“And after all what authority is there to prove our immigrant nature? The shady testimony of Western scholars?”
MS Golwalkar, We or Our Nationhood Defined
“We will ensure the implementation of NRC in the entire country. We will remove every single infiltrator from the country, except Budha, Hindus and Sikhs.”
Amit Shah, April 2019
What do the two statements above have in common? And what do they have to do with the Aryan migration theory? Everything, as we will show.
Because now, for the first time, genetics has given something archaeology and linguistics, for no fault of theirs, could not – a sure-footed answer to Golwalkar’s question.
Also Read : How We, The Indians, Came to Be
These definitive answers have come only now, in a study titled ‘The Genomic Formation of Central and South Asia’, because only now have scientists figured out how to extract DNA from individuals who have been dead for thousands of years and sequence them.
Tony Joseph in his book Early Indians writes that not only did the Aryans migrate, they and three other earlier migrations make up the Indian population as we see it today. He uses the analogy of a pizza to explain this.
“The foundation or the ‘base’ of the pizza is the ancestry of First Indians, who came to India 65,000 years ago – these were the Out of Africa migrants, who went on to populate the rest of the world.
And the ‘sauce’, my book says, are the Harappans. The Harappan civilisation was created by a mixed population of First Indians and West Asian migrants, who reached India 9,000 years ago or a little earlier. In many ways, it’s the Harappans who are the cultural glue that holds us together.”
The ‘cheese’ are the Aryans who arrived in India between 2000 BCE and 1000 BCE, that is about 4,000 or 3,000 years ago, from the Central Asian Steppe region, the areas that would be known as Kazakhstan. They were more prominent in north India than in south India. But they did spread across the Indian subcontinent in various proportions.”
“The ‘toppings’ are other migrations that brought other components of Indian civilisation.”
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“The origin of our people, the date from which we have been living here as a civilised entity, is unknown to the scholars of history. In a way, we are ‘anadi’, without a beginning,” writes MS Golwalkar, a man RSS workers reverentially call Guruji, in Bunch of Thoughts, the book closest to being the Bible for the Sangh Parivar.
The western concept of territorial nationalism, which is the idea that all inhabitants of the country share a national identity irrespective of their differences, has “emasculated the nation”, Golwalkar writes. He has a more colourful analogy than the pizza one above to describe it.
“It is like attempting to create a novel animal by joining the head of a monkey and the legs of a bullock to the main body of an elephant! It can only result in a hideous corpse,” he writes.
He uses another animal analogy to drive home the point.
A lioness adopts a baby jackal and raises it as her own with her cubs. One day, the siblings venture out and see an elephant. While the lion cubs get ready to fight, the jackal is scared and runs back to his mother.
"No doubt, you have grown here on my milk. But you cannot help your nature," the lioness tells the jackal.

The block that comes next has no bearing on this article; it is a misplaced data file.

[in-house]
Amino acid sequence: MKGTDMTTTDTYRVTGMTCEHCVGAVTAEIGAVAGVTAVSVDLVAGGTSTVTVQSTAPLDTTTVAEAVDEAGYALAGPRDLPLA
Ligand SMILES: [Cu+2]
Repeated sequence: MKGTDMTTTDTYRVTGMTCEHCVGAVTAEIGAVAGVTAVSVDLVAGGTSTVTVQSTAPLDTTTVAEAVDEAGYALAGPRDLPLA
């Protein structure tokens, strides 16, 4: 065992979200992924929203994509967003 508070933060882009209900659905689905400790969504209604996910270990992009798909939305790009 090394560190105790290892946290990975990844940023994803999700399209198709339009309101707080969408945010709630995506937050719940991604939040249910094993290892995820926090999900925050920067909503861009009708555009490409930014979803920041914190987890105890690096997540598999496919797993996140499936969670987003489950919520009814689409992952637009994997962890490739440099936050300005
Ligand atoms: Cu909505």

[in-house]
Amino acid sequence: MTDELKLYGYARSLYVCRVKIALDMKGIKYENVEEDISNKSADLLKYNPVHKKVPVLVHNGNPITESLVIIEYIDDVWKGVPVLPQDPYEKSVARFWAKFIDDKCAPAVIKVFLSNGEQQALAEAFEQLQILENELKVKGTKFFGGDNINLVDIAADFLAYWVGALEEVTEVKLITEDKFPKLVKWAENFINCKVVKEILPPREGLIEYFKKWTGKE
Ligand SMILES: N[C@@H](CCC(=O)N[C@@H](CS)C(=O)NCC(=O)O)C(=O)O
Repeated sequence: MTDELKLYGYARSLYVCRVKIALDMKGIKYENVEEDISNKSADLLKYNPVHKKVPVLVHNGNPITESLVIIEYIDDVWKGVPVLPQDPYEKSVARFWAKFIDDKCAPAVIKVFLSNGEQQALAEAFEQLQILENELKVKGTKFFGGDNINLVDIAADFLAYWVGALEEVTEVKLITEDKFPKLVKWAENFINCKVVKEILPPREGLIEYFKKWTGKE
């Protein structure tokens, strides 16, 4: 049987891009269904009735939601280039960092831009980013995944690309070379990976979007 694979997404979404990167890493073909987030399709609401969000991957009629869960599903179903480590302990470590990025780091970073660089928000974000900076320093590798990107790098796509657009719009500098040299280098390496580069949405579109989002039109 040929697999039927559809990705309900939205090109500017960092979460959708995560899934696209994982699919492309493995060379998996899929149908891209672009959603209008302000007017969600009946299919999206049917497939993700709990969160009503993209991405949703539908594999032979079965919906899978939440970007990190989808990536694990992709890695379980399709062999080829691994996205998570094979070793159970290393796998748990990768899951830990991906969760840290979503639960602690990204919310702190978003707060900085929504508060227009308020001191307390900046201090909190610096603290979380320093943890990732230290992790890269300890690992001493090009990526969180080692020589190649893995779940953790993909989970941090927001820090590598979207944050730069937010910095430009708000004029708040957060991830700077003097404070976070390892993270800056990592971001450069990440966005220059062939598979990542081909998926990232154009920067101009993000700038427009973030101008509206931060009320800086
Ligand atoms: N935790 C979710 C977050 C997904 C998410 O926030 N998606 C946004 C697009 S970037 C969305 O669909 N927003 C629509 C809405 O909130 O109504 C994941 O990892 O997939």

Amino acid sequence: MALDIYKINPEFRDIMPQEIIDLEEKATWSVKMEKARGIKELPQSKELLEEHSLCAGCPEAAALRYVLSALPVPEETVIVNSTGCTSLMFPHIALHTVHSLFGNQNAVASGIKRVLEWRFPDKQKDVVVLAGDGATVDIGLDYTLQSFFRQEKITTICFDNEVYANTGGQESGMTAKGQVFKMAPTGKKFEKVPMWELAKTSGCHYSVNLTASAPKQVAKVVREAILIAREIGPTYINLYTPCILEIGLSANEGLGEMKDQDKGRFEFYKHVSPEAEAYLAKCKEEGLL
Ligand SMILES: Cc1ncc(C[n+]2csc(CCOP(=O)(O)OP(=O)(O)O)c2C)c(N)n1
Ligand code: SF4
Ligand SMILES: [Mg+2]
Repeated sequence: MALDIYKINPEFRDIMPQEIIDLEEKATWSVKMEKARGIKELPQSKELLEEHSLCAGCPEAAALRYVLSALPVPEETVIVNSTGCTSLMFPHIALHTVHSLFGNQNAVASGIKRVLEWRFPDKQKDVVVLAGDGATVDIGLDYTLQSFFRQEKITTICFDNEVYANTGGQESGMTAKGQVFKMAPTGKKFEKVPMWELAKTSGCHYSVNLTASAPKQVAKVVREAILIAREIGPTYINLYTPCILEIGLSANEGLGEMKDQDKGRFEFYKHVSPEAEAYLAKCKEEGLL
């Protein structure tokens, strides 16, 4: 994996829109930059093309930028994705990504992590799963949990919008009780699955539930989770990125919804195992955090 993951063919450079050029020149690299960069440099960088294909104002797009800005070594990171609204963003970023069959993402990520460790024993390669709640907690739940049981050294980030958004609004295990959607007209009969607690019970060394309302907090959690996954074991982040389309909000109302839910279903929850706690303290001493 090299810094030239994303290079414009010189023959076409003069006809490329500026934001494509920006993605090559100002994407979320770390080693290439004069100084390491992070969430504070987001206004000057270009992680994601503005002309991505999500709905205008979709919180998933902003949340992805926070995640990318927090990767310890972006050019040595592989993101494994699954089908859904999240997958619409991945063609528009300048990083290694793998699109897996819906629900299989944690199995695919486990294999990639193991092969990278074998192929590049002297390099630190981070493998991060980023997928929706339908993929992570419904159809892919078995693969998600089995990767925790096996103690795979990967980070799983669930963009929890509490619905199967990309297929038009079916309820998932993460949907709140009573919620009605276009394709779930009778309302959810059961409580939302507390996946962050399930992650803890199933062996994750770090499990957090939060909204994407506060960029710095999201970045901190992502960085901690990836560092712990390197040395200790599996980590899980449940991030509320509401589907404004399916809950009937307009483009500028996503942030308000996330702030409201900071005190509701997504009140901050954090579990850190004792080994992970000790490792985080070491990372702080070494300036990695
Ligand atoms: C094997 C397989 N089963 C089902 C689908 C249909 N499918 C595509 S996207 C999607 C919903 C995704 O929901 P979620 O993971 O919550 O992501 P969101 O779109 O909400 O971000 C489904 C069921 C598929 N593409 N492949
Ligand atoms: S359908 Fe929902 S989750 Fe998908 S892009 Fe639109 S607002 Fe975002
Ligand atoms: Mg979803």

So what is to be done with the jackals – read Muslims and Christians? Golwalkar is a lot more unrestrained his earlier work, written in 1939, called We or Our Nationhood Defined. So unrestrained, in fact, that the RSS has officially distanced itself from the book, partly because he writes that Germany’s genocide of Jews “a good lesson for us in Hindusthan to learn and profit by”.
In the short volume, written after he was chosen to head the RSS, Golwalkar writes:
“... the foreign races Hindusthan must either adopt the Hindu culture and language, must learn to respect and hold in reverence Hindu religion, must entertain no idea but those of the glorification of the Hindu race and culture, i.e., of the Hindu nation and must lose their separate existence to merge in the Hindu race, or may stay in the country, wholly subordinated to the Hindu Nation, claiming nothing, deserving no privileges, far less any preferential treatment – not even citizen's rights.”
VD Savarakar, in another foundational text of the RSS, defines a Hindu as someone for whom India is their pitrubhumi (ancestral land) band his punyabhumi (land of his religion).
“This definition contains factors of inclusion as well as exclusion,” writes Michael Witzel, a Harvard academic. “Non-Hindus, such as Muslims (and Christians), cannot be proper Indians unless they are “Hindu Muslims,” that is, Hindu by culture and Muslim by religion. Conversely, all Indian non-Christians and non-Muslims are automatically counted as Hindus, even the aboriginal tribal populations.”
Amit Shah’s comment on the NRC at the beginning of this article is particularly illustrative and now can be put in its proper context.
Shah has this time expanded the definition of “infiltrators” from Bangladeshi immigrants to conceivably every Muslim and Christian in the country. “Budha, Hindus, and Sikhs,” can, however, stay. In other words, it has factors of inclusion and exclusion, as defined by Witzel.
It is easy to see how the ideological thread remains un-severed from Golwalkar and Savarkar to the present-day leadership of the BJP.
It is even easier to see how the edifice crumbles in the light of scientific truth.
The idea that a nation must have one culture, one language, one race and one religion is hardly original to the Sangh Parivar. In the 1920s and ’30s, while the Hindutva ideology was taking shape in India, a similar power was rising in the West.